Rabbit Hemorrhagic Disease Hits Canada Again – High Risk to BC Rabbits

High Risk to All Rabbits
Deadlier Version Also Affects Native Hares and Rabbits

Rabbit Guardians Urged to Vaccinate
Rabbitats Rescue Society Organizing Clinics

A devastating rabbit virus is closing in on British Columbia and it’s much deadlier than the version that wreaked havoc on domestic rabbit populations on Vancouver Island and parts of the Lower Mainland before hitting Washington State in 2019, spreading to pets, shelters and barns and killing thousands of rabbits in its path.

The new variant of RHDV2 first surfaced in the Southwest states and Mexico in the spring of 2020 with a frightening turn – it’s also killing native hares and rabbits and not just the imported European domestics kept as pets and farm animals.  It affects all lagomorphs – rabbits, hares and pikas – but it cannot spread to other animals or people.

The virus has been steadily moving north, reaching Oregon, Idaho and Montana within a year and was just found in five deceased domestic rabbits near Lethbridge, Alberta.

“The Alberta virus is particularly concerning because nobody has been able to trace where it came from,” notes Sorelle Saidman, the founder of the Rabbitats Rescue Society, an organization trying to control the large populations of abandoned pet rabbits and their feral offspring burgeoning across North America. “RHDV2 had recently reached feral rabbit colonies in Billings, Montana so we were expecting it to hit Alberta eventually, but the Alberta deaths were house rabbits hundreds of miles away that hadn’t been outside in months, nor had they been exposed to new rabbits coming into the home.  This means the virus can pop up anywhere.”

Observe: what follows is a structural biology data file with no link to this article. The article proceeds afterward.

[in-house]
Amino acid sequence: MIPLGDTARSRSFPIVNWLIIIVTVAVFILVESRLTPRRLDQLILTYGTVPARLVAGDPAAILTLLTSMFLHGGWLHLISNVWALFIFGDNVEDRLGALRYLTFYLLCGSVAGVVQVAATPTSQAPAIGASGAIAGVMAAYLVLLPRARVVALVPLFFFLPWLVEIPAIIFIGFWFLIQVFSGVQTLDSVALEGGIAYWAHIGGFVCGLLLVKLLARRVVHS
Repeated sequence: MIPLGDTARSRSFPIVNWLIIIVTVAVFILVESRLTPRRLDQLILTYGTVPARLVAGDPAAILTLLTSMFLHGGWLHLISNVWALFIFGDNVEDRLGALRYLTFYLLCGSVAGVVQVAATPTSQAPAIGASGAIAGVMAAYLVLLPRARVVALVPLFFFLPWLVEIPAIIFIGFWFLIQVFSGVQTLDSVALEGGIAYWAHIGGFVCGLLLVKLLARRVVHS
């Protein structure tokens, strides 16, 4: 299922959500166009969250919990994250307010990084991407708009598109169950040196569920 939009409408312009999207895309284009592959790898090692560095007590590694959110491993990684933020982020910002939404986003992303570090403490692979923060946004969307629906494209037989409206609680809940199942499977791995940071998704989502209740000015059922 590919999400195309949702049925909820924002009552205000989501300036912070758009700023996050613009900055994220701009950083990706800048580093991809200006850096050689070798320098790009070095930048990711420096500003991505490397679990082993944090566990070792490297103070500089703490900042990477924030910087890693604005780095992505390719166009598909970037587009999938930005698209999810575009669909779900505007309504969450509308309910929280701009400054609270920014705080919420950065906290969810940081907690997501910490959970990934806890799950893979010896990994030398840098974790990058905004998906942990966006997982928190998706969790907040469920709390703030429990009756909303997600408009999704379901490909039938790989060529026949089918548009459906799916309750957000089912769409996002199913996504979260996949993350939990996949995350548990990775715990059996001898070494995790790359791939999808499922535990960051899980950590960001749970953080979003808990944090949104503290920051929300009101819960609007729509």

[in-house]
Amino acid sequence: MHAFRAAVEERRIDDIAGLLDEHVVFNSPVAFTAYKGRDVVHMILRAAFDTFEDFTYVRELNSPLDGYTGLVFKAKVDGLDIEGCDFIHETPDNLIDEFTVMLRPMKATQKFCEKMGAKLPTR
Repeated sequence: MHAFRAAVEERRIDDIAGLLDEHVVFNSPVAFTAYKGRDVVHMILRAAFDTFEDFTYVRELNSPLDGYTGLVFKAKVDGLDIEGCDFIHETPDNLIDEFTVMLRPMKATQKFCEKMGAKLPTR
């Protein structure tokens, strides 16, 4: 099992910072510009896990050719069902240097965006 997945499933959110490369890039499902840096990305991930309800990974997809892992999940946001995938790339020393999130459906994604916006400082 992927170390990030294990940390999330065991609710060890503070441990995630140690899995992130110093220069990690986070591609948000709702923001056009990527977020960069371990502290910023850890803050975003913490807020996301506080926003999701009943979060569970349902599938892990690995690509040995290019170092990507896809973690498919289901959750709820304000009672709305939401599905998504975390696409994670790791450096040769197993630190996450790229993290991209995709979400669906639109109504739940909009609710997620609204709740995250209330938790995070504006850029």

“It’s also affecting rabbits in Northern Oregon.” says Saidman.  “BC is surrounded and it’s moving closer.” 

The domestic colonies can fuel the virus and they are a growing issue throughout Western Canada, particularly in Calgary and Canmore, Alberta, central Vancouver Island and Greater Vancouver, especially in Richmond, BC.

The virus can potentially interrupt the entire animal kingdom food chain and seriously affect already threatened populations of native rabbits including a rare type of snowshoe hare found in BC’s Lower Mainland.

Rabbitats operates the Rabbit Hemorrhagic Disease News Network on Facebook and has formed the Alberta Rabbit Alliance as a communication hub and focus group for Alberta rabbit guardians.

The society has been working closely with the veterinarian community to help facilitate and promote a vaccine that is being imported from France to fight the virus.

Rabbit guardians, as well as practicing good biosecurity, are urged to contact their veterinarians about acquiring the vaccine.

Rabbitats will be staging two drive-through vaccine clinics this month at the Richmond Auto Mall, 13240 Smallwood Place (behind HUB Insurance)  Sundays, May 16 and 23. 

Dr. Joseph Martinez from the Cypress Street Animal Clinic in Vancouver is donating his time as is Dr. Jennifer Miller from the Allondale Animal Hospital in Surrey.   

Preference will be given to rabbits fostered or adopted through Rabbitats, but others are welcome to register. 

 Funds raised from this clinic will go towards the vaccination costs for the hundreds of rabbits in Rabbitats’ sanctuaries. 

Information and a registration form can be found here:

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